Lithium mines should be fast-tracked

Industry will benefit state, help fight climate change

PHOTO/WIRESTOCK: The Albemarle Corporation Lithium Operation at Silver Peak, Nevada, shown in March 2020, is the only operating lithium mine in the U. S. Others are under construction or in an application process.

In this open letter to Governor Steve Sisolak and the Nevada Legislature, I urge the governor and lawmakers to expedite the licensing of lithium mines here in Nevada.

President Joe Biden has stated that he wants to bring the entire lithium production and electric car battery production cycle into the United States. It’s all about climate change and the tsunami of electric car and trucks about to hit the U.S. as it already has in China and Europe.

 The International Panel on Climate Change (IPCC) and 97% of climate scientists worldwide predict that, at the current greenhouse gas levels, our state and the entire Southwest will see decades of hotter, drier weather, even if the world attains the CO2 reduction goals set in the Paris Climate Agreement.

Far-reaching benefits

John Scire, PhD

Expediting the mines will help save our environment, our ranching and agriculture industries, and our wildlife. And it will produce huge tax revenues and employ thousands of Nevadans in high paying jobs.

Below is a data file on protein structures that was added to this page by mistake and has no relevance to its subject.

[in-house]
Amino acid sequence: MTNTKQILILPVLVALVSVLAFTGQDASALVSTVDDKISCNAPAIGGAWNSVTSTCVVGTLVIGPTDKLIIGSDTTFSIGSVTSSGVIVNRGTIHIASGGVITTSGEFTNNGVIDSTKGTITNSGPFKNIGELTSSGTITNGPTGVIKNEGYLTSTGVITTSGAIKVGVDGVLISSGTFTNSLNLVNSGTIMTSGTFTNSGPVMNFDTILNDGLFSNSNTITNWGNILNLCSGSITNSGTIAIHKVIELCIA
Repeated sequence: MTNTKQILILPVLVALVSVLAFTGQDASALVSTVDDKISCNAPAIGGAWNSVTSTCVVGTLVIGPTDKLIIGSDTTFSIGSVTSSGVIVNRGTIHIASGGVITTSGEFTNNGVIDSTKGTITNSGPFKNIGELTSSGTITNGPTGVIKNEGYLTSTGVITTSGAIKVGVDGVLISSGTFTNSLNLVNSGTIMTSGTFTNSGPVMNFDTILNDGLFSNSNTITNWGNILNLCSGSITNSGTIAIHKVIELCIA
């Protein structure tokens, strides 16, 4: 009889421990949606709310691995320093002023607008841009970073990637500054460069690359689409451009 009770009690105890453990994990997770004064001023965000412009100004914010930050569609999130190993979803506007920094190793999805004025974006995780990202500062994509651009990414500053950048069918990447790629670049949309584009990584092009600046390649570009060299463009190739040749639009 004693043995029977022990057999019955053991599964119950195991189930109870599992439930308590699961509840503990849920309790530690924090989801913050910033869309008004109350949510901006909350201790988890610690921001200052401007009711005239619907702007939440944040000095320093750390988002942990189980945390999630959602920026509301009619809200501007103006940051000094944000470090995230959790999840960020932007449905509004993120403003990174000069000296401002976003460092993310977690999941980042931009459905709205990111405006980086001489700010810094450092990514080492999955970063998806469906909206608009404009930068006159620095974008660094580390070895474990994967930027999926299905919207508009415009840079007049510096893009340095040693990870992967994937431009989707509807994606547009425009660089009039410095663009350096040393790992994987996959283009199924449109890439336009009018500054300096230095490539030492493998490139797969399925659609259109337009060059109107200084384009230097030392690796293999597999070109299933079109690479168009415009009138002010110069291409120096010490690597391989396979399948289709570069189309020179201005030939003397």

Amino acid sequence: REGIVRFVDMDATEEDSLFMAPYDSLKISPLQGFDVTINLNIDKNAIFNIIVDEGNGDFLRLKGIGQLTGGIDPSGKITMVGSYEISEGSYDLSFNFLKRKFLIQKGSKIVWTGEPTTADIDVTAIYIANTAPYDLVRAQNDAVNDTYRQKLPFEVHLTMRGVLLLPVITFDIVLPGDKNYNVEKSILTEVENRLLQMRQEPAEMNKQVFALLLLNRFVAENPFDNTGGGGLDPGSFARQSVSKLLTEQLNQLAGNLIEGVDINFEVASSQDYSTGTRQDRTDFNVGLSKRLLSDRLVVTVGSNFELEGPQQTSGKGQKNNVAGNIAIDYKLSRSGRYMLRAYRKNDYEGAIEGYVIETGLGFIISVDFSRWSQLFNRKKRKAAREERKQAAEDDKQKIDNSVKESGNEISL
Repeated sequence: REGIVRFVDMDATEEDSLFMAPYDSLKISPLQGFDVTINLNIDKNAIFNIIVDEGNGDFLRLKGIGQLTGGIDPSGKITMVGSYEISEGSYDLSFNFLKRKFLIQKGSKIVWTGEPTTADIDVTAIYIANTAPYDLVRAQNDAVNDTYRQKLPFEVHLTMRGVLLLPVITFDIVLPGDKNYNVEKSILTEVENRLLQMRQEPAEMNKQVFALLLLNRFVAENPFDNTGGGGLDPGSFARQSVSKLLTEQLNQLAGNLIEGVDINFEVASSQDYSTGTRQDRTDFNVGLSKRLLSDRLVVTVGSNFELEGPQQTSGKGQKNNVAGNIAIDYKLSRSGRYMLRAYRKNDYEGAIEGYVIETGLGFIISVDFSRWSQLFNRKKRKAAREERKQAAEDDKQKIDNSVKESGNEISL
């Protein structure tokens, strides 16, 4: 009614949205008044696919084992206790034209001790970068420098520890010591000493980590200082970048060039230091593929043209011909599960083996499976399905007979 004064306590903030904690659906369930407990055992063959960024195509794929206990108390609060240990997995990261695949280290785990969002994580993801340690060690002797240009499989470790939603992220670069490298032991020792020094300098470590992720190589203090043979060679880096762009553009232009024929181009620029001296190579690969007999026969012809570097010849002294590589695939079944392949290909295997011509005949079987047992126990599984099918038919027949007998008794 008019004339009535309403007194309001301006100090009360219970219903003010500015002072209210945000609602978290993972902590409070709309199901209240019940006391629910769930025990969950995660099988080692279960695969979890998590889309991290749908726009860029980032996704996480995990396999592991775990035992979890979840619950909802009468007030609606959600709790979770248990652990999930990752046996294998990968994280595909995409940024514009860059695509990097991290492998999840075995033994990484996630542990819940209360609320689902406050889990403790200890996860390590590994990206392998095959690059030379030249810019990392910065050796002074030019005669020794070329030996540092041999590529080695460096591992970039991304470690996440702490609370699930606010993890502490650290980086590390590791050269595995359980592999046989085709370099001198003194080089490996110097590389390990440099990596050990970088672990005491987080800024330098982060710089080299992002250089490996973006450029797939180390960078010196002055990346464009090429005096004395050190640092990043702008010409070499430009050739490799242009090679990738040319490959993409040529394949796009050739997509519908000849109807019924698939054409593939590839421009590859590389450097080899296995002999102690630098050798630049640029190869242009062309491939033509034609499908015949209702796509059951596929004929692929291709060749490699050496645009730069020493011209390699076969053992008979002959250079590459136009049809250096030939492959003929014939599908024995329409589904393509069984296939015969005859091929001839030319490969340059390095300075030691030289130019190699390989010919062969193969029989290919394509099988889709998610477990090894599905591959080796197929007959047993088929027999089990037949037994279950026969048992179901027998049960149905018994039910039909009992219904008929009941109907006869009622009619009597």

We have a unique opportunity in Nevada to increase employment by thousands of jobs and to increase state taxes on the mine sites and related sales and property taxes by hundreds of millions of dollars over the next 40 years. But we must expedite the creation of new mines and the processing of the ores. At present, we have one lithium mine at Silver Peak and two close to  beginning construction on the Rhyolite Ridge (Loneer Mining) and Thacker Pass (Lithium Nevada Mining Company).

Jobs and tax revenue

I have interviewed key members of both mining companies. In summary: The total number of construction jobs to build those mines and their ore processing facilities is about 1,600 jobs for several years and total operational jobs are about 600 over about 40 years. The tax revenues will be in the millions every year.

The bottom line is that we will have millions in revenue for the state and lots of high paying jobs.

Both of the mines have a very low impact on the environment and use very little water. We already two local battery manufacturers, Panasonic at the Tesla Gigafactory.  In addition,  Dragonfly Energy in Reno can use the lithium hydroxide produced at both mining sites.

SOURCE: Applied Analysis, “Economic and Community Impacts of the Rhyolite Ridge Lithium-Boron Project,” August 2020.

If we can crank up our total production, there will be more electric battery manufacturers moving to Nevada. And, there is already a lithium recycling company, American Battery Technology Company, operating in Fernley.

Long approval process

I also discovered that there are 11 other active lithium claims being explored throughout the state. The biggest hurdle for the two mines mentioned above and the potential new mines is the multi-year process now required to get the projects through state and federal licensing procedures.

For the benefit of all Nevadans, and especially the rural counties, I urge you to set up a state-level organization to expedite the licensing process. We have been the Silver State since 1864, but in just a few years Gov. Sisolak and Nevada’s lawmakers can change us into the Lithium State.